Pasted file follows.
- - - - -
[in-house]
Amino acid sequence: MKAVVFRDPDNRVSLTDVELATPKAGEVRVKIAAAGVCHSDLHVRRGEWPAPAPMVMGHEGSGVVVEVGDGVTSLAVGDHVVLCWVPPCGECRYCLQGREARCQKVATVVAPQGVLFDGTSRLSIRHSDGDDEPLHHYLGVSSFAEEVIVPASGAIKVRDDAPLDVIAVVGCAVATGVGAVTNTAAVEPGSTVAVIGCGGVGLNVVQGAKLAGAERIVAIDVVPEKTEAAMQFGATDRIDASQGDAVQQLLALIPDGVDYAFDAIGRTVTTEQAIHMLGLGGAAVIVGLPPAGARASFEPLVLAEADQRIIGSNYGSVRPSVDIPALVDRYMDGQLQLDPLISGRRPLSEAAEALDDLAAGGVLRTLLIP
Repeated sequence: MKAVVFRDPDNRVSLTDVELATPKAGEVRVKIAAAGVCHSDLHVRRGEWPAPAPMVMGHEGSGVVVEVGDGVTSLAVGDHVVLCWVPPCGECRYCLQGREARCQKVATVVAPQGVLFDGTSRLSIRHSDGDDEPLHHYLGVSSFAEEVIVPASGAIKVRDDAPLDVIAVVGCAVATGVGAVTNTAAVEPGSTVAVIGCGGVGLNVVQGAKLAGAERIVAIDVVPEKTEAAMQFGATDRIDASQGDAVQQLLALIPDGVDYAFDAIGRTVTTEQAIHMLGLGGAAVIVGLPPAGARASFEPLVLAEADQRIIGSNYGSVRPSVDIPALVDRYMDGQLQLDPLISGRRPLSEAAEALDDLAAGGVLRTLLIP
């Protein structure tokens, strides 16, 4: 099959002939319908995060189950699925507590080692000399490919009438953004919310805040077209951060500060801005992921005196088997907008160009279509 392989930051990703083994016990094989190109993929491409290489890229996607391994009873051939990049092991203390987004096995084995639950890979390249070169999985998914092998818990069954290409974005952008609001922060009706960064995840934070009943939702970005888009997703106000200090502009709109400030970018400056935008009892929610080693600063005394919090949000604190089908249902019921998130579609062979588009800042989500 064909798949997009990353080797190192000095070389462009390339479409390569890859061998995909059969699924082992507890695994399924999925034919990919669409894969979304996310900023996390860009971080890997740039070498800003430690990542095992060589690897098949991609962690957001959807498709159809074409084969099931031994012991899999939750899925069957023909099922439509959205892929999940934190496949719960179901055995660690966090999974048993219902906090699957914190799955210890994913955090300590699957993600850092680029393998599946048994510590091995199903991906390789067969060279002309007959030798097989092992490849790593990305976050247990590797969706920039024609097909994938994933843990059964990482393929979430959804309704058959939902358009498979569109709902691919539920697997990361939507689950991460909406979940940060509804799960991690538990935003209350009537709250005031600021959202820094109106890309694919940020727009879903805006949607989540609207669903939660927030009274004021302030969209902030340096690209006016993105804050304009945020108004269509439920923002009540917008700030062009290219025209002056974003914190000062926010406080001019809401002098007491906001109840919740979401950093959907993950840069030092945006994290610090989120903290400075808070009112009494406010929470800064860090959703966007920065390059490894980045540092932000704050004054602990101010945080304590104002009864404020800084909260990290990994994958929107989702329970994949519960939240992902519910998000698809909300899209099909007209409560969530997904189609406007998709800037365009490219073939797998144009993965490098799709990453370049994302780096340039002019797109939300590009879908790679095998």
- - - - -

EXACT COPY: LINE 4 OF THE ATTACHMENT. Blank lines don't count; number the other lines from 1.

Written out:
């Protein structure tokens, strides 16, 4: 099959002939319908995060189950699925507590080692000399490919009438953004919310805040077209951060500060801005992921005196088997907008160009279509 392989930051990703083994016990094989190109993929491409290489890229996607391994009873051939990049092991203390987004096995084995639950890979390249070169999985998914092998818990069954290409974005952008609001922060009706960064995840934070009943939702970005888009997703106000200090502009709109400030970018400056935008009892929610080693600063005394919090949000604190089908249902019921998130579609062979588009800042989500 064909798949997009990353080797190192000095070389462009390339479409390569890859061998995909059969699924082992507890695994399924999925034919990919669409894969979304996310900023996390860009971080890997740039070498800003430690990542095992060589690897098949991609962690957001959807498709159809074409084969099931031994012991899999939750899925069957023909099922439509959205892929999940934190496949719960179901055995660690966090999974048993219902906090699957914190799955210890994913955090300590699957993600850092680029393998599946048994510590091995199903991906390789067969060279002309007959030798097989092992490849790593990305976050247990590797969706920039024609097909994938994933843990059964990482393929979430959804309704058959939902358009498979569109709902691919539920697997990361939507689950991460909406979940940060509804799960991690538990935003209350009537709250005031600021959202820094109106890309694919940020727009879903805006949607989540609207669903939660927030009274004021302030969209902030340096690209006016993105804050304009945020108004269509439920923002009540917008700030062009290219025209002056974003914190000062926010406080001019809401002098007491906001109840919740979401950093959907993950840069030092945006994290610090989120903290400075808070009112009494406010929470800064860090959703966007920065390059490894980045540092932000704050004054602990101010945080304590104002009864404020800084909260990290990994994958929107989702329970994949519960939240992902519910998000698809909300899209099909007209409560969530997904189609406007998709800037365009490219073939797998144009993965490098799709990453370049994302780096340039002019797109939300590009879908790679095998």